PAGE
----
A 1985 Chevrolet Corvette that has just recently been added to theNational Corvette Museum‘s collection. Before you roll your eyes and say “it’s just a C4,” take a look at some of the performance specs.
It’s been enhanced by a slew of parts from Lingenfelter Performance Engineering, and features a 383 stroker with a 638 block, ported stock heads, upgraded valves, a Scat 9000 crank, Lingenfelter 5 degree flat pistons, Lingenfelter 74219 cam, COMP Cams Pro Magnum SBC 1.6:1 rockers, Lingenfelter SuperRam, Lingenfelter cold air intake, a 58 mm throttle body, Bosch Design 3 30# injectors, F.A.S.T. EZ-EFI system (based off of speed density), and an MSD ignition. All of this equates to nearly double the factory power output.
The robust engine is matted to a modified transmission with a 3.54 rear end. Larger front brakes with force air cooling and slotted rotors were installed, as well as the following: Z51 suspension and steering components coupled with lowering springs and KYB shocks, Sumitomo HTR Z tires and 1996 Collection Edition Wheels, and last but not least the Lingenfelter headers and Borla cat-back exhaust system.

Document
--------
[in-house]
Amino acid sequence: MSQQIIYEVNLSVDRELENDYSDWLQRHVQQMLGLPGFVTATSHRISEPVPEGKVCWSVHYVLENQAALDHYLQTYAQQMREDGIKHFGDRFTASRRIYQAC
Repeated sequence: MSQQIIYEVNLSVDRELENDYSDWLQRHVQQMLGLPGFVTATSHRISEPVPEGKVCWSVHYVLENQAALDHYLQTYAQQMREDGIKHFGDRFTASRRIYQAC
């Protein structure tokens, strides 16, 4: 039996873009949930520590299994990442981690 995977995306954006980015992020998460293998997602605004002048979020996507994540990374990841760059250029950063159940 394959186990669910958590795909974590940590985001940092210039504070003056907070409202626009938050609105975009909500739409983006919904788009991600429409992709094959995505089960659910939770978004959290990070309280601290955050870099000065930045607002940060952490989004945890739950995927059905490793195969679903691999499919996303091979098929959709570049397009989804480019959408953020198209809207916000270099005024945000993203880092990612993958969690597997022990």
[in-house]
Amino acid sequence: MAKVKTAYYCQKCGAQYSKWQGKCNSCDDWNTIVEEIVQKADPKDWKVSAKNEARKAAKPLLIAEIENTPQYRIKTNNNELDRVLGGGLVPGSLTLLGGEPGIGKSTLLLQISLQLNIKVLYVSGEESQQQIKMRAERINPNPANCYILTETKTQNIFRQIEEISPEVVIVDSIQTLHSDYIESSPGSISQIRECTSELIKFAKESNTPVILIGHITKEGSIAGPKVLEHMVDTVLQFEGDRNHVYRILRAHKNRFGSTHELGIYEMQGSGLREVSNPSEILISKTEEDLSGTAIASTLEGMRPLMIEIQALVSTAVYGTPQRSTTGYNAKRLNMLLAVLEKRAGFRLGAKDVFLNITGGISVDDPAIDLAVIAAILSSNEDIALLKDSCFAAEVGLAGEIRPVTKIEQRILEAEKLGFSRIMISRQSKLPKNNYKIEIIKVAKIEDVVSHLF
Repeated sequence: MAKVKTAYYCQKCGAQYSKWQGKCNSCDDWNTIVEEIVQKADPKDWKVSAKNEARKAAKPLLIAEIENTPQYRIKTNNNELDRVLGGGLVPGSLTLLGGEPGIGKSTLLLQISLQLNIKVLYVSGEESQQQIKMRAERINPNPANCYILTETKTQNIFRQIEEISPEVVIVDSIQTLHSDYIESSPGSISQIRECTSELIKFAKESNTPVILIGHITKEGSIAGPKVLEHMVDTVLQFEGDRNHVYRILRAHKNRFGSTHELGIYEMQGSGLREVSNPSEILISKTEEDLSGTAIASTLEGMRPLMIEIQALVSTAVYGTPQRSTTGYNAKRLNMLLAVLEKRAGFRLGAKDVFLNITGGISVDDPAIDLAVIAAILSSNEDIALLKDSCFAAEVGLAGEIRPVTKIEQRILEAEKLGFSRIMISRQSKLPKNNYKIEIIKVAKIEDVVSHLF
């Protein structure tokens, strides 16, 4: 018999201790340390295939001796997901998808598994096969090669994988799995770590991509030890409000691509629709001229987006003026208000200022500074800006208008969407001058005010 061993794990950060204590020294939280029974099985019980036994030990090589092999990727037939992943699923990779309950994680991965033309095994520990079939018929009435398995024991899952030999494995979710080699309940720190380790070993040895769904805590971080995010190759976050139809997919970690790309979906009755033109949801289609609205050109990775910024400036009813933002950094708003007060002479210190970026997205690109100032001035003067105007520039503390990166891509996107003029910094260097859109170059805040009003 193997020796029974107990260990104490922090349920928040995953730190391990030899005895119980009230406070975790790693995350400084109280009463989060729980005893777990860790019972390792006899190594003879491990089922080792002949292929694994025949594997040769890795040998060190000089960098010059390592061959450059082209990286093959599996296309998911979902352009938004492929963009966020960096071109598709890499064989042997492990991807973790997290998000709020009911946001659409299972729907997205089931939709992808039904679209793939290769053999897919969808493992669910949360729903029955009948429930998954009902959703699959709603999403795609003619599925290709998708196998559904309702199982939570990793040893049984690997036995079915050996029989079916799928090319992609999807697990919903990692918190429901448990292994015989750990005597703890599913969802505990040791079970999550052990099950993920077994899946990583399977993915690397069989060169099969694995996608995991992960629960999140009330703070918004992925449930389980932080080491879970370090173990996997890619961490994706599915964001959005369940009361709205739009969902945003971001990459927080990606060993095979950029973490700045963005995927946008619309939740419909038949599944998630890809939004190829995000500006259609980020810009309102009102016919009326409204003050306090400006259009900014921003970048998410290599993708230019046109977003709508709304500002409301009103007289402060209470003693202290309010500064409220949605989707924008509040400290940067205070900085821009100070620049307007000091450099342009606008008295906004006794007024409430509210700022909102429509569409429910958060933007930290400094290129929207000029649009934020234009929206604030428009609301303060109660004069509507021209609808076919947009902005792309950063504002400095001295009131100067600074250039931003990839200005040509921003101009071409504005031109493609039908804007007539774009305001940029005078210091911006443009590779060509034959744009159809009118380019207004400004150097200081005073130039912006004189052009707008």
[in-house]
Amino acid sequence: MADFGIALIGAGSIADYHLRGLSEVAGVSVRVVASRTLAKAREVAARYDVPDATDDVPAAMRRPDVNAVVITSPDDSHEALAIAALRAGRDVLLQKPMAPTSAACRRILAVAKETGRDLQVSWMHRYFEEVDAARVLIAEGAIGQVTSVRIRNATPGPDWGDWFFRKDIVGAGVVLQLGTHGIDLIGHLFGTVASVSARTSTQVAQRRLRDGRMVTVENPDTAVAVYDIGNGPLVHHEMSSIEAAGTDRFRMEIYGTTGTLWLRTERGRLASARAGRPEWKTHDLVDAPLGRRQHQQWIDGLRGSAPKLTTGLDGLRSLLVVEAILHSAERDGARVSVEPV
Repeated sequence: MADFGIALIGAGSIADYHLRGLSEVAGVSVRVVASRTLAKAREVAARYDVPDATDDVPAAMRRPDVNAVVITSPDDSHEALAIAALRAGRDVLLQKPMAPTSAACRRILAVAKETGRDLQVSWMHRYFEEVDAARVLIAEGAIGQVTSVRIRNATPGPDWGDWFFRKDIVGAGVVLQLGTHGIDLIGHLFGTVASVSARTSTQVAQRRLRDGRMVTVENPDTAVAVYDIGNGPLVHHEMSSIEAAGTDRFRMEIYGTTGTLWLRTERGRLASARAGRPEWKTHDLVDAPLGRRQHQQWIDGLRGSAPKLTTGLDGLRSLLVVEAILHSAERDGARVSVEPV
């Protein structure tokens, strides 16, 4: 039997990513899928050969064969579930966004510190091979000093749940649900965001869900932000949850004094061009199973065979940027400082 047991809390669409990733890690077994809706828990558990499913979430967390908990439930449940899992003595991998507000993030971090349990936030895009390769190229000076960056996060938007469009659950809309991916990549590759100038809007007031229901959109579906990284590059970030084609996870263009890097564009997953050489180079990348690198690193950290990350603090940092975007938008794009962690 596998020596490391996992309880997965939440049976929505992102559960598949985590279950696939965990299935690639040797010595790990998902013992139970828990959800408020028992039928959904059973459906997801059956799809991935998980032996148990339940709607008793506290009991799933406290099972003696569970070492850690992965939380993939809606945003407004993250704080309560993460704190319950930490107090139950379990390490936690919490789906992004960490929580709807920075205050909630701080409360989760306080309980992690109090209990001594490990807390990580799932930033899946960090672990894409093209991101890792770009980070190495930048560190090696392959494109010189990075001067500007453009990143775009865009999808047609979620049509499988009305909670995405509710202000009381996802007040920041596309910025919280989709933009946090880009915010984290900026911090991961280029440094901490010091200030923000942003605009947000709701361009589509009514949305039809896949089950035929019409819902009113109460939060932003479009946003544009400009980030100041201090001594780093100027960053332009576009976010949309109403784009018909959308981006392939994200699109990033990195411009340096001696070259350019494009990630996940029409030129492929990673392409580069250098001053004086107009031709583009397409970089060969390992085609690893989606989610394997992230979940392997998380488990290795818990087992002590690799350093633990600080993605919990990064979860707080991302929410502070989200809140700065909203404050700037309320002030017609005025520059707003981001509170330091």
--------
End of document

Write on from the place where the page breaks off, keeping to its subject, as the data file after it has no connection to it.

There are a few interior and exterior modifications, too, including Auto-Meter gauges which were used to replace the digital dash. A stellar car for sure, and it was first enjoyed by Bob Hunnicutt, a Floridian car collector and hot-rodder. Moreover, it was Hunnicutt and his well-known friend Jim Formato who actually transformed the Corvette, LPE was merely a supplier of parts.
Bob would race the car for a decade before selling it. The next owner then drag raced it for a season before sticking it in the back of a garage for another decade. It was eventually traded for a Harley, and after the third owner gave up on restoring it the car ended up in the hands of John Blinn from Austin, Texas.
Blinn finished the restoration, and after enjoying it for some time he decided to donate the car to the National Corvette Museum. About a week ago, on May 26, Blinn brought the car to the museum and drove it one last time around the track at NCM Motorsports Park.
“It’s a special car,” said John. “I don’t know of another that has all the Lingenfelter modifications on it. I’m getting older and thought it was time to do something with the car.”